Jul 24, 2023

What happens to the brain during consciousness-ending meditation?

Posted by in category: neuroscience

There’s a meditative state described in ancient Buddhist scriptures that is hard to imagine because it is not something – but nothing. Referred to as nirodha-samāpatti, it roughly translates as ‘the cessation of thought and feeling’, and it is the highest meditative state possible in Theravada Buddhism, following eight others called jhānas. Each jhāna requires deepening levels of concentration, and a retreat into the mind, away from typical consciousness.

According to David Vago, a psychologist at Vanderbilt University in Nashville and director of the Contemplative Neuroscience and Mind-Body Research Laboratory, nirodha-samāpatti refers to a ‘state of profound concentration or absorption in which all mental activity is temporarily suspended’. It’s said that the state leads to a total absence of sensation and awareness, which would help explain the stories of monks who stayed in this deep trance while fires burned around them.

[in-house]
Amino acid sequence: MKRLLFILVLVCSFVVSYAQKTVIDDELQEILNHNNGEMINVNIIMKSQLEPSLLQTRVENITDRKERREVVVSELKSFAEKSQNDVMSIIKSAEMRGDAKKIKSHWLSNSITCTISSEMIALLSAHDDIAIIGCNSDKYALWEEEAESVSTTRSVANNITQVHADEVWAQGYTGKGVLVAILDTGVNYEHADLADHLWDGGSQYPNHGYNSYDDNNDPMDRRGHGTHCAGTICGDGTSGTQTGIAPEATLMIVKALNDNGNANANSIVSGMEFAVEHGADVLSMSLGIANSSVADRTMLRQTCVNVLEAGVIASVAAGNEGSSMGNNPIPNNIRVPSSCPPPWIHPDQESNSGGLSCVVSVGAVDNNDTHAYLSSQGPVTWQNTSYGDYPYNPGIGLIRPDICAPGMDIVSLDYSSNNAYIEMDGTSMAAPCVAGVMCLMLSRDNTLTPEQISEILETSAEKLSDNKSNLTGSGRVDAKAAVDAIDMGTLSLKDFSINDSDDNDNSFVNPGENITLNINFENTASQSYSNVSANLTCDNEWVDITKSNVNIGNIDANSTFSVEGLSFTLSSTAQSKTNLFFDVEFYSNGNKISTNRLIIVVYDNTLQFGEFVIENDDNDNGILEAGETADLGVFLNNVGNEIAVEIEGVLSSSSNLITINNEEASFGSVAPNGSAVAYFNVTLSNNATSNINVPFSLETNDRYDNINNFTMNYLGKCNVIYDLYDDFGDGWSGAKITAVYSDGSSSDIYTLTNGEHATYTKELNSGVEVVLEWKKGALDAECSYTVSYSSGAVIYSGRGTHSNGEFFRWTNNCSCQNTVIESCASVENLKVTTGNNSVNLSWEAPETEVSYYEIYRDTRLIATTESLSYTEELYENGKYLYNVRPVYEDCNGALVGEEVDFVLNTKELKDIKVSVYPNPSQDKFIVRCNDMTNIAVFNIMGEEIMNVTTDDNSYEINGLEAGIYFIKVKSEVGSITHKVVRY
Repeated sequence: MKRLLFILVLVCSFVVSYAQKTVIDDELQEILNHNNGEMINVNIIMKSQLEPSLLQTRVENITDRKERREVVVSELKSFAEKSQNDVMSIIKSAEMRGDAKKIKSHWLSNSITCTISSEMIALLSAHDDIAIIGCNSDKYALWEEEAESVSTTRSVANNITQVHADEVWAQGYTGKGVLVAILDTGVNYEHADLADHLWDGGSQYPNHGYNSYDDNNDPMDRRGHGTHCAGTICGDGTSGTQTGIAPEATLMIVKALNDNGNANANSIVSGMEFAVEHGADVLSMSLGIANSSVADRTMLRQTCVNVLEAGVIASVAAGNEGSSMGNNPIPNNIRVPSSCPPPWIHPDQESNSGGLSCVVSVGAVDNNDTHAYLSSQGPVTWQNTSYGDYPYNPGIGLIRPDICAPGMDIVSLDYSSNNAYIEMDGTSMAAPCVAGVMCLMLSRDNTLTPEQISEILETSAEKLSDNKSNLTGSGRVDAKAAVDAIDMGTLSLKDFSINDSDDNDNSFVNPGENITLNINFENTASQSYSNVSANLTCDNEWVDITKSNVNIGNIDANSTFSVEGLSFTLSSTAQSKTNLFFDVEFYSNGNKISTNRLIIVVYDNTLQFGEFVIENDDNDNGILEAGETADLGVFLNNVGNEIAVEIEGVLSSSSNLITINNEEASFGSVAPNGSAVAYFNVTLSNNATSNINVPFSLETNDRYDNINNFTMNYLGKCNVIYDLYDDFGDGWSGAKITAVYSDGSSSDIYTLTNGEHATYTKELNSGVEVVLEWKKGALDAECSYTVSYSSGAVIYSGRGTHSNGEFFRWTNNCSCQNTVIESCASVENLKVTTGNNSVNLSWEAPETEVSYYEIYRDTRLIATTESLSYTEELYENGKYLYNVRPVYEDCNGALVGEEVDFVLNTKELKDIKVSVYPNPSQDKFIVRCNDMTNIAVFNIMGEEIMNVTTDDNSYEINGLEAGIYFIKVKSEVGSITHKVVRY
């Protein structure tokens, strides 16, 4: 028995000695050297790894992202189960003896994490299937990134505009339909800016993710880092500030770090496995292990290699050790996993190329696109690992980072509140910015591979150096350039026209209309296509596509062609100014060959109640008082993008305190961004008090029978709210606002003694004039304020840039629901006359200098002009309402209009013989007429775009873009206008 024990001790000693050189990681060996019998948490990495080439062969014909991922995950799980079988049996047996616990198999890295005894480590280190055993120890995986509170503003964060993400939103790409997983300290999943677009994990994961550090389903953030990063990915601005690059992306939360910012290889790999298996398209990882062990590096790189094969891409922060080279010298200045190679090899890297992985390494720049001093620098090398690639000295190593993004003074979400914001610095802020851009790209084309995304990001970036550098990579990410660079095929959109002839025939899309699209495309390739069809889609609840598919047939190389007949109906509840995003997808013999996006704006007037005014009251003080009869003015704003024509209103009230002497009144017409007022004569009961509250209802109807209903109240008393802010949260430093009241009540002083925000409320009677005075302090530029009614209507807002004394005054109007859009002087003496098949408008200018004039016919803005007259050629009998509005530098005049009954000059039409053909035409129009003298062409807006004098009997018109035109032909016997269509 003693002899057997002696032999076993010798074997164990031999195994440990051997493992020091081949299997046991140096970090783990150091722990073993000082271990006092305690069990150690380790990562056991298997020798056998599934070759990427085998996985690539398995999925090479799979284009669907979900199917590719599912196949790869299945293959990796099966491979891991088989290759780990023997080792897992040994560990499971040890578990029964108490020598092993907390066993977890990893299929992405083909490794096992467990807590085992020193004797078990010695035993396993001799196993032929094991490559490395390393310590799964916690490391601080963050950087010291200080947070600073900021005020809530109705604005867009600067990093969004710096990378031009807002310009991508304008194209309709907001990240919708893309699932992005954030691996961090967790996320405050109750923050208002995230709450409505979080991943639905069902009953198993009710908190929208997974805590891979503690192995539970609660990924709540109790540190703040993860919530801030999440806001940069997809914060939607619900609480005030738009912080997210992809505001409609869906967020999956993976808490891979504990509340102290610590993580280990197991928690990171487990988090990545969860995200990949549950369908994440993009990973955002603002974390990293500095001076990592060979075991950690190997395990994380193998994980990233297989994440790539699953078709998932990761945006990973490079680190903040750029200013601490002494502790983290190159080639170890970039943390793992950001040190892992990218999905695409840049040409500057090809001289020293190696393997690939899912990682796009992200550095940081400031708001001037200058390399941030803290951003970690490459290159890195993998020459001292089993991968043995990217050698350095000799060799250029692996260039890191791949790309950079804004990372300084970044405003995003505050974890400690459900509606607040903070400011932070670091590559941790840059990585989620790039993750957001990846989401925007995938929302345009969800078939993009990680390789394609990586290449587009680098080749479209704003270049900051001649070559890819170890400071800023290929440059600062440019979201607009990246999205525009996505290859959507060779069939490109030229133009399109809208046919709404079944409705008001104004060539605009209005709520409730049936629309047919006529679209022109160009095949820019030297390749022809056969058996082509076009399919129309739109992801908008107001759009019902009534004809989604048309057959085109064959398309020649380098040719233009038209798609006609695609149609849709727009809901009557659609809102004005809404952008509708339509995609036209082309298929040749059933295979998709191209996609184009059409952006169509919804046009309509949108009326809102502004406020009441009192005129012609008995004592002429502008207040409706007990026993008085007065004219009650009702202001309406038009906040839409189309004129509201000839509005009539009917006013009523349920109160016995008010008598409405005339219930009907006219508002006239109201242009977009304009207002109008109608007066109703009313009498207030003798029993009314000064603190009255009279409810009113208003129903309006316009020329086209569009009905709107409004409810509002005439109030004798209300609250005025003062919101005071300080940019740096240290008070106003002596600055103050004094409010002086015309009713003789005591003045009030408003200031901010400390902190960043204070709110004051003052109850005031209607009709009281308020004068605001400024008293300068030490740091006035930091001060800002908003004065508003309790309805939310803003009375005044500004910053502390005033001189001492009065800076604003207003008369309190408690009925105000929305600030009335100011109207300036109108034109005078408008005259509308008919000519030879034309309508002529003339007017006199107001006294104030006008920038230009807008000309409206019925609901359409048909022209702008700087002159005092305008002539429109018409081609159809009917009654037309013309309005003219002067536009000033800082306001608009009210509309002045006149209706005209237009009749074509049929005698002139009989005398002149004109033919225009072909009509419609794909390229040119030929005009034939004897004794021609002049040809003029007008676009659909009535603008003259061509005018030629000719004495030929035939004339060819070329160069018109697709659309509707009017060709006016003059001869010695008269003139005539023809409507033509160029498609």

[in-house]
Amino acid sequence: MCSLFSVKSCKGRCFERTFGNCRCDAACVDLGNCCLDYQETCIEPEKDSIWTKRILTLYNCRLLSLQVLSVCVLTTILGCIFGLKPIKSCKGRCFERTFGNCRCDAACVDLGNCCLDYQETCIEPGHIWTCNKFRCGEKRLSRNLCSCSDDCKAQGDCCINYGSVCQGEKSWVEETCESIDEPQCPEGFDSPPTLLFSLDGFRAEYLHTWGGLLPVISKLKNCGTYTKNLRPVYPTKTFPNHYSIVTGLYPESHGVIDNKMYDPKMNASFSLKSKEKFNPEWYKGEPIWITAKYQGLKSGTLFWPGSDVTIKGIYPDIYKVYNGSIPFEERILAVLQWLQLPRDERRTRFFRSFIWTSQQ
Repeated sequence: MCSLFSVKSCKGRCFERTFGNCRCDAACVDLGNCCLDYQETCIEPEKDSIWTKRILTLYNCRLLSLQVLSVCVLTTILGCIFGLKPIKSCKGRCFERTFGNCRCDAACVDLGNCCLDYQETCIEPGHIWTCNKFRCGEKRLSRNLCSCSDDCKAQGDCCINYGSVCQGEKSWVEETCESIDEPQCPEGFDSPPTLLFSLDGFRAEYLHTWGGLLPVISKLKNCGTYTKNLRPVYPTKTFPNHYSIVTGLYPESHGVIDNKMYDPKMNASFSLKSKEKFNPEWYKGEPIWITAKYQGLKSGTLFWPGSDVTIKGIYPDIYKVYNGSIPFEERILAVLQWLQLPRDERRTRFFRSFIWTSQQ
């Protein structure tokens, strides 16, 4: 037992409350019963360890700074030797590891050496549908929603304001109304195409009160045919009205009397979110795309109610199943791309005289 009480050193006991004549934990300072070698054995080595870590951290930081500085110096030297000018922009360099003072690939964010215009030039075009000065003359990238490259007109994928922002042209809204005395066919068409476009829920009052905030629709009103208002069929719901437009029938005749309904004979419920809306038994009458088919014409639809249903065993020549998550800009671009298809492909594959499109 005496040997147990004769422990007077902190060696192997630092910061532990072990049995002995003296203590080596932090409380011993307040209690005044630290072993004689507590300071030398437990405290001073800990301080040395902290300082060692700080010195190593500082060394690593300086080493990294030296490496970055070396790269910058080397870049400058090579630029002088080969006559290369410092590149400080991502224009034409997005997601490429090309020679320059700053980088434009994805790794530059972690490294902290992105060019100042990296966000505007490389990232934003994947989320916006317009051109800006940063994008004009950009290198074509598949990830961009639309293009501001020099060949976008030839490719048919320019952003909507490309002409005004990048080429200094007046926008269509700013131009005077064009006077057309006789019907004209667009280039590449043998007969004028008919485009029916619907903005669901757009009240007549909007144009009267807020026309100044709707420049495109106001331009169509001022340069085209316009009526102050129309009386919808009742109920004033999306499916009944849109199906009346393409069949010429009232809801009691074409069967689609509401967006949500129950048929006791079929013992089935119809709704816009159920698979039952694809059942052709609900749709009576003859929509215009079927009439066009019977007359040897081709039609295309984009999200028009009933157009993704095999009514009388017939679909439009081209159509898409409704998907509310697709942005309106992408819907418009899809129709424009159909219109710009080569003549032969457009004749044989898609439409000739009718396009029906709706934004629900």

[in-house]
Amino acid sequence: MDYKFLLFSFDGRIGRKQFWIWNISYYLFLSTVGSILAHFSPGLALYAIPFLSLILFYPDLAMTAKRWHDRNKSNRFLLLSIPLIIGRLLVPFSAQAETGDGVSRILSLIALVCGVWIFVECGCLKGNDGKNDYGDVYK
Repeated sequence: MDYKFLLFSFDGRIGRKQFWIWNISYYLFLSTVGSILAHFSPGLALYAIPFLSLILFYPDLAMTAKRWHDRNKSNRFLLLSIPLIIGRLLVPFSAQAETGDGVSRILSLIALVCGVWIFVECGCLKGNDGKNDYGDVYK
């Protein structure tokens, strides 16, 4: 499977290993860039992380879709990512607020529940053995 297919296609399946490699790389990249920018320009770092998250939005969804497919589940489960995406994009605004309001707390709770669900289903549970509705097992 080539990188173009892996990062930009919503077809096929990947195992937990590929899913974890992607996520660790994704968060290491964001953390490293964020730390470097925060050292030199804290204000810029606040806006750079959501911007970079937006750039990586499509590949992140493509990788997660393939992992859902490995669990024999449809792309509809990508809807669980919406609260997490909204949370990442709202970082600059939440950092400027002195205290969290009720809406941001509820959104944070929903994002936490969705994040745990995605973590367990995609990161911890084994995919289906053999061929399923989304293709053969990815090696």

There are many tales like these from religious texts. Vivid descriptions of dramatic alterations of consciousness that seem to defy our day-to-day experiences of mind and body. However, because the stories come from anecdotes, or ancient sources, it’s hard to know what’s true and what’s mythical. Recently however, psychologists and neuroscientists have begun to look for ways to find out what’s going on in the brain that might lead to such states.

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